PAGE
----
Will Richardson

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Why I use Nginx

March 6, 2016Will Richardson

There are two very important reasons why I use Nginx to run my website:

  1. It was the first thing I used
  2. It has smaller config files than Apache

Even though I have been using it for quite some time, I didn’t really understand it - until I setup a second static hosting domain to host a Jenkins theme, which made me realise it’s not too bad.

The css would only be applied if the http headers were correct (ie it had text/css rather than just text/plain). Files servered though GitLab’s ‘raw’ mode have a text/plain header.

So this is my nginx config file, in sections.

http {
  include /etc/nginx/mime.types;
  passenger_root # Path to the passenger gem;
  passenger_ruby # Path to the ruby shim, from rbenv;

All of my config is in the http section. I’d guess that I can have other sections for different protocols, but this is just a basic web server so all I need is HTTP.

The include mime types line will make nginx serve static files with the correct Content-Type header for the file extension, which is why serving from this works for my Jenkins server but GitLab doesn’t.

server {
  location / {
    root /var/www/blog;
  }
}

This section defines a default server - anything that doesn’t match will just be sent to this, for example foobar.javanut.net will just go to the main blog. I could add more things in here if I wanted a subsection to go to somewhere else - maybe I wanted to serve some other content at javanut.net/my_stuff. I could just make a new location block and set the root to be a different location on my server.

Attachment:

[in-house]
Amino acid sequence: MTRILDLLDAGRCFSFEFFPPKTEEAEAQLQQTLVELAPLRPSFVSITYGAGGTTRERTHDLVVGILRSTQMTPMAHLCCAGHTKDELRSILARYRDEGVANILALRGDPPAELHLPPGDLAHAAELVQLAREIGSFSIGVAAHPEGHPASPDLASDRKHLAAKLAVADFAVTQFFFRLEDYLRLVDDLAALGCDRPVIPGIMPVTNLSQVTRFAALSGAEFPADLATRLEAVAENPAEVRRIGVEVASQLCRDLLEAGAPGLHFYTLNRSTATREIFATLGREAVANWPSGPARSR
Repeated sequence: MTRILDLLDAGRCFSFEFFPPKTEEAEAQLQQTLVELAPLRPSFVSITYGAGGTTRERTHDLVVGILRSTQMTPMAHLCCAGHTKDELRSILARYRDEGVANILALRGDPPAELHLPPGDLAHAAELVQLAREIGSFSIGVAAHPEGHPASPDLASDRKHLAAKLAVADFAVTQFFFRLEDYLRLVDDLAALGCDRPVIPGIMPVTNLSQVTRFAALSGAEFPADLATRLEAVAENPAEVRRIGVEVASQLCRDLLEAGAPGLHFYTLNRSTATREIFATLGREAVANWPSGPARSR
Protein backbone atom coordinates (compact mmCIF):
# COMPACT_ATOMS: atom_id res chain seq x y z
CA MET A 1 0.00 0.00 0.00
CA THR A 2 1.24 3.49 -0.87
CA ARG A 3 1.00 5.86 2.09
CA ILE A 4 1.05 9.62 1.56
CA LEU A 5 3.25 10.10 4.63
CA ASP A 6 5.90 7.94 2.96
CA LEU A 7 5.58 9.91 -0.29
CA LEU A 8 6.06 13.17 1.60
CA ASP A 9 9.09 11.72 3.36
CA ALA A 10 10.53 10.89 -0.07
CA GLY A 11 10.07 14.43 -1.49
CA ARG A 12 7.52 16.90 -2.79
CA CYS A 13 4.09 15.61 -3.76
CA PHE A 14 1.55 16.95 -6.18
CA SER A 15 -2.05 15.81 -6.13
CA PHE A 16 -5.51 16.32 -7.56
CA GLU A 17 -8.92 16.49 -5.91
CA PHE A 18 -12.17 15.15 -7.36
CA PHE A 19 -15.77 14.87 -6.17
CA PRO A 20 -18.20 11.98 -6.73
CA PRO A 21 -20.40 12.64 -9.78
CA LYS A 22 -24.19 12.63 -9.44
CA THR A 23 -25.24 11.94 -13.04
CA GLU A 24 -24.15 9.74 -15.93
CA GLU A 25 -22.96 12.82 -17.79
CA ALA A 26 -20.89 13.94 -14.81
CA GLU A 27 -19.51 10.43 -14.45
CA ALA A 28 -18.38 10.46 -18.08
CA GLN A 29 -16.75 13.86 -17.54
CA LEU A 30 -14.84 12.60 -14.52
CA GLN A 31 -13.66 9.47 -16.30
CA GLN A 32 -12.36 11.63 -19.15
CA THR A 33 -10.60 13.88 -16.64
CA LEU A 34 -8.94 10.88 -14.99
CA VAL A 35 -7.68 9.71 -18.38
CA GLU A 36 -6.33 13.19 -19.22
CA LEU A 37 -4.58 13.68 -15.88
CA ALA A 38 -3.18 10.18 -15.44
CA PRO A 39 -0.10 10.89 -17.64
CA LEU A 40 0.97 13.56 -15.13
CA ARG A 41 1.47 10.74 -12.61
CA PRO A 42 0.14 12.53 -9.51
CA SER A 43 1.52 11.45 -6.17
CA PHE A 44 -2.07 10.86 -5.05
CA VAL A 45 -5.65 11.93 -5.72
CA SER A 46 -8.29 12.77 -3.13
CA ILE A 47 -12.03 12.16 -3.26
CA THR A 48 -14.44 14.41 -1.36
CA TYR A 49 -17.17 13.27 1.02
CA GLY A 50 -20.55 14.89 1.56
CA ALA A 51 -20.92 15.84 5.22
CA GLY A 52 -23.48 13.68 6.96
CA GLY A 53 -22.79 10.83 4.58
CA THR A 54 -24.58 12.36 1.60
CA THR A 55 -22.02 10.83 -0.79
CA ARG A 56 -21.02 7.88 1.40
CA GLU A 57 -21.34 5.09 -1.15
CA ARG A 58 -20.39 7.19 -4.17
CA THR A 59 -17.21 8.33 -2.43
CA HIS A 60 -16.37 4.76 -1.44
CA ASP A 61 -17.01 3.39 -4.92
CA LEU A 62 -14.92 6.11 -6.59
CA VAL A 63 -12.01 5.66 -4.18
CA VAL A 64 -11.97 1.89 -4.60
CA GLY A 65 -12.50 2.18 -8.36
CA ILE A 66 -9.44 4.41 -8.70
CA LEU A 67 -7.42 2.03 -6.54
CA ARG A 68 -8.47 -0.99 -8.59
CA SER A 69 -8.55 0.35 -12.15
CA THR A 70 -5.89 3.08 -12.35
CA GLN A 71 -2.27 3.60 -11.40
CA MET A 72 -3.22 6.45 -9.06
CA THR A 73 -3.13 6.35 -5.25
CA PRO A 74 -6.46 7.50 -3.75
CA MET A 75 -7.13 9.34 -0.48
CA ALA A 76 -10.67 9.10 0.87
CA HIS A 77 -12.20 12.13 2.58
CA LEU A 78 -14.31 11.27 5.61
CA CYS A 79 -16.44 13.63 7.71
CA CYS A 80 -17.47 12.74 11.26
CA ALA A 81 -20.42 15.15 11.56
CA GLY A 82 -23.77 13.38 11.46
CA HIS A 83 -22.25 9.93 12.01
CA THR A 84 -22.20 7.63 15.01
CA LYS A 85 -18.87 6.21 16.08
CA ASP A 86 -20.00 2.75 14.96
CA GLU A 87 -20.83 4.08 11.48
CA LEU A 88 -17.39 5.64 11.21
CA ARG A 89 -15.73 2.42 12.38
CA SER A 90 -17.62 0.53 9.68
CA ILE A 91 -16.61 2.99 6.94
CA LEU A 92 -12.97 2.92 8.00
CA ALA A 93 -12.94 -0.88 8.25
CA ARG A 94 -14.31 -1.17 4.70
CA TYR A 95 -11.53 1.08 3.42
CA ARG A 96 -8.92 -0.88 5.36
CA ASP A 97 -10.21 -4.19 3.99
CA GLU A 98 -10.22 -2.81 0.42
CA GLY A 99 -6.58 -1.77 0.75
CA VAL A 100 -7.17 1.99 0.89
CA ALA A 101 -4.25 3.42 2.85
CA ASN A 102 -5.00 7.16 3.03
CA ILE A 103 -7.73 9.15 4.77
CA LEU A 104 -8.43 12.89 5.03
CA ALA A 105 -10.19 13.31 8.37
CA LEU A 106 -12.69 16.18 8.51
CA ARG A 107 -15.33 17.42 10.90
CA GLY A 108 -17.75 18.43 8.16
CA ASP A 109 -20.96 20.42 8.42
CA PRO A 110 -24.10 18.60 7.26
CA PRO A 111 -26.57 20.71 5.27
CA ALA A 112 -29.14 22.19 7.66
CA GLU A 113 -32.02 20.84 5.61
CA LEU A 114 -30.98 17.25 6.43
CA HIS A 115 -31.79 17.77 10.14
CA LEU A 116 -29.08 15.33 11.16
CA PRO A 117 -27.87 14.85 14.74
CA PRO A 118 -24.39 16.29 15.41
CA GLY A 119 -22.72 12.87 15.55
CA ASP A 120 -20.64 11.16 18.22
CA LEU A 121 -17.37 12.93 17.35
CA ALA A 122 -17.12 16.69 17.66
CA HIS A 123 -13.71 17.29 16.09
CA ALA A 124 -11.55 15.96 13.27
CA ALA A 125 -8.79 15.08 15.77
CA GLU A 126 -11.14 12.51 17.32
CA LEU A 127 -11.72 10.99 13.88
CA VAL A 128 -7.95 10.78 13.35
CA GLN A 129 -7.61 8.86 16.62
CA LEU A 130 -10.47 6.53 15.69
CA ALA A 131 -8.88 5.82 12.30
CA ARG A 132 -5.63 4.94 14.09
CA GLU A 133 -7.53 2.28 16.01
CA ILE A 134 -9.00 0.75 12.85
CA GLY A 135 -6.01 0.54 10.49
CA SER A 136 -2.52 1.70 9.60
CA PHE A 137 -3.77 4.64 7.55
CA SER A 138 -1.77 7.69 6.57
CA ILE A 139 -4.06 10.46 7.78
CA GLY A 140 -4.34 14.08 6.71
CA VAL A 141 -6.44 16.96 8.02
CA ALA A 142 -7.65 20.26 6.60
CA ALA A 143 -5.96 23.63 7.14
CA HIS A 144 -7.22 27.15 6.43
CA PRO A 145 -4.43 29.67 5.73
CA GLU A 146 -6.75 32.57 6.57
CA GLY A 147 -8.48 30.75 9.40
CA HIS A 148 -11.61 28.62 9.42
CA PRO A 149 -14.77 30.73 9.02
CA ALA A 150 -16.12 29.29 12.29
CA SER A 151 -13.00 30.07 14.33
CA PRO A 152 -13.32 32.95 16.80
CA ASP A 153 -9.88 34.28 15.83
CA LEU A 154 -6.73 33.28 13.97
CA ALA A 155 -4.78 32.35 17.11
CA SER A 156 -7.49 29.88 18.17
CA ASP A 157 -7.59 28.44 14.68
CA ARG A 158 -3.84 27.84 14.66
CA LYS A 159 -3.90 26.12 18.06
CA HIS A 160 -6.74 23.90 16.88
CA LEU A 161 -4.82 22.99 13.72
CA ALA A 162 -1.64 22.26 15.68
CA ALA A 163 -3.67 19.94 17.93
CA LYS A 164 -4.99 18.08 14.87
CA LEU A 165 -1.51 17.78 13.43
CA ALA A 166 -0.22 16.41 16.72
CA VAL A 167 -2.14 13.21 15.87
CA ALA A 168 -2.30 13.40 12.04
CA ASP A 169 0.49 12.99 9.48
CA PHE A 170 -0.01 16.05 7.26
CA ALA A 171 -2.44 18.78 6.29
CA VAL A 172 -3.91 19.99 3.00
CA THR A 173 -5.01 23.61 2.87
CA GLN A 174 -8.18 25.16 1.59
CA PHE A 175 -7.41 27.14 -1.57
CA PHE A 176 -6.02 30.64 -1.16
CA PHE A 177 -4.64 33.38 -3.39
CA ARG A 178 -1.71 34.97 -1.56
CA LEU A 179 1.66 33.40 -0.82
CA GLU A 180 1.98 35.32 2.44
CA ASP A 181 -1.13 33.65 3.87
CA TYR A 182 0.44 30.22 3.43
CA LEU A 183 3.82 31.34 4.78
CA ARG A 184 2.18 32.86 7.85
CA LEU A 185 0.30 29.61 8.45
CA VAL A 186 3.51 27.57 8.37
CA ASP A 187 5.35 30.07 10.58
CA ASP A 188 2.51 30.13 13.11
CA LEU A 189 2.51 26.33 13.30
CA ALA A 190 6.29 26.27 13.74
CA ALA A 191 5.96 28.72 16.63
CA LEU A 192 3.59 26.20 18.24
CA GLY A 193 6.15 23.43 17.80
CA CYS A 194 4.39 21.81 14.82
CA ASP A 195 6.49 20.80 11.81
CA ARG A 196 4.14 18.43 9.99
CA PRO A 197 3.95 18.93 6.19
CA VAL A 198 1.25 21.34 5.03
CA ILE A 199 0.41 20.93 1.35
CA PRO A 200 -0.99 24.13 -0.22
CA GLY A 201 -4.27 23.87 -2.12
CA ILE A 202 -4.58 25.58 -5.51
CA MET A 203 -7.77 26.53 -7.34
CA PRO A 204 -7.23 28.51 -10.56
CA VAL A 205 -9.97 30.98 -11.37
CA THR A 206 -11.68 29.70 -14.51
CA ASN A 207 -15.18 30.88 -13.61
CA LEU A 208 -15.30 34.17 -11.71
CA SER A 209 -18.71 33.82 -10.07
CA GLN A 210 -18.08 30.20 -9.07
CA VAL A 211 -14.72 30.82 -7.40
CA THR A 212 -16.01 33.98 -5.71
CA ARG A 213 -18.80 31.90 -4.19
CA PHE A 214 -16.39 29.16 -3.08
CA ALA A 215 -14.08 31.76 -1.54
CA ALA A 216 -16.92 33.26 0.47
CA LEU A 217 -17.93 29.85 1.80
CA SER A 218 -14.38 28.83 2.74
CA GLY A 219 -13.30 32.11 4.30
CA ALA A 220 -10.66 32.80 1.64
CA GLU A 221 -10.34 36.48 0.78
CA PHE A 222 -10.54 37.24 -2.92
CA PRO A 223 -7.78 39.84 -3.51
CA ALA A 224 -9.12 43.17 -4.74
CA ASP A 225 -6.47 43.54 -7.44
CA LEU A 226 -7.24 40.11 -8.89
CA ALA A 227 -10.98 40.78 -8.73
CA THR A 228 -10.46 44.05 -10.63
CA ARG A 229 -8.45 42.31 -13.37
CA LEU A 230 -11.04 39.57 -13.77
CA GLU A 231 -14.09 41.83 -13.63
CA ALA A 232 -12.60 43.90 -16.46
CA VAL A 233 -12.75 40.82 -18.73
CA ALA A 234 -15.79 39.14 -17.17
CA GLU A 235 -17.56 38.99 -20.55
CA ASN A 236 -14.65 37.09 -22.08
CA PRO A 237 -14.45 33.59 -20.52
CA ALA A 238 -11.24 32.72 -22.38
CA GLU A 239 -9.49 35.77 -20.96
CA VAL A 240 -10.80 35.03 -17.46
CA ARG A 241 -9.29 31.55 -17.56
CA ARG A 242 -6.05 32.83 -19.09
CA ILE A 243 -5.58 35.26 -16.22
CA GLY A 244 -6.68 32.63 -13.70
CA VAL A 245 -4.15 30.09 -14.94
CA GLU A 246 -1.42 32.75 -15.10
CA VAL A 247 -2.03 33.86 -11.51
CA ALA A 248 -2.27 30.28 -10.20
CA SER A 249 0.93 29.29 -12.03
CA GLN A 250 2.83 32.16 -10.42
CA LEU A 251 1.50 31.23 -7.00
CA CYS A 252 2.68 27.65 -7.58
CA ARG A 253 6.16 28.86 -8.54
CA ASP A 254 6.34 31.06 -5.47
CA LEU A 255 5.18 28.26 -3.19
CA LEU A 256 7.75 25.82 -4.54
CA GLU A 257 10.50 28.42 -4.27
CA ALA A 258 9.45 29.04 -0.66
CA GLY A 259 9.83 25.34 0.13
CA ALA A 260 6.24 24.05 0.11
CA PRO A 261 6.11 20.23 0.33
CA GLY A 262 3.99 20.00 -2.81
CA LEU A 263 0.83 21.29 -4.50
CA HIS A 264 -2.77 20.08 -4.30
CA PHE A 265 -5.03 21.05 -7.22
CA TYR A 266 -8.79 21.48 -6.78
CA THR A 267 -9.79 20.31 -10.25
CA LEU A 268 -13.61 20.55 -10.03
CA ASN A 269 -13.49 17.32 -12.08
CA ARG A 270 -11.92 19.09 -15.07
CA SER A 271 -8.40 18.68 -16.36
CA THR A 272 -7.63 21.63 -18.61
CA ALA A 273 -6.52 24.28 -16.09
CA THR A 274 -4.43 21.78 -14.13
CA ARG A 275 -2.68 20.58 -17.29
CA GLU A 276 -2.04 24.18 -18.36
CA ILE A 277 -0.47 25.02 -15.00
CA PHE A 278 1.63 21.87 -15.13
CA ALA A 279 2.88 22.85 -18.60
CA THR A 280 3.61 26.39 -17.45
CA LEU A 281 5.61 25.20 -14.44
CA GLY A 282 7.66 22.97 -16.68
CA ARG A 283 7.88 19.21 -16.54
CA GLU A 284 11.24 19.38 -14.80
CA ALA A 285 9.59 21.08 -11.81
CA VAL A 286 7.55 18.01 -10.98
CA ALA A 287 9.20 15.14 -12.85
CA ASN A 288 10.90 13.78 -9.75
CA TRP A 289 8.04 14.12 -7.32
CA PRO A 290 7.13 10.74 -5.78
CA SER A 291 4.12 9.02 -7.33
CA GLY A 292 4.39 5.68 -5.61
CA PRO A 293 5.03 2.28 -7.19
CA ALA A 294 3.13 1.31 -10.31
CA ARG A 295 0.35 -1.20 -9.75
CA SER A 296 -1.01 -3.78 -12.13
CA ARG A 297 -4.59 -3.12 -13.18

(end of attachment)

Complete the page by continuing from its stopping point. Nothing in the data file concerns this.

server {
  listen 80;
  server_name static.javanut.net;
  root /var/www/static;
}

This is basically the same as the previous section, it’s just another static file server that points to a different folder. The main point here is that the server_name has been set, so that it is only accessible on static.javanut.net. In the previous example, the location {} block is probably unnecessary as it isn’t needed here.

  server {
    listen 80;
    server_name my_rails_app.javanut.net;
    root /var/www/my_rails_app/current/public;
    passenger_enabled on;
  }
}

Again this is very similar, but this is for a Rails app using passenger. Passenger needs to be installed when nginx is compiled - there is no plugin system for nginx.


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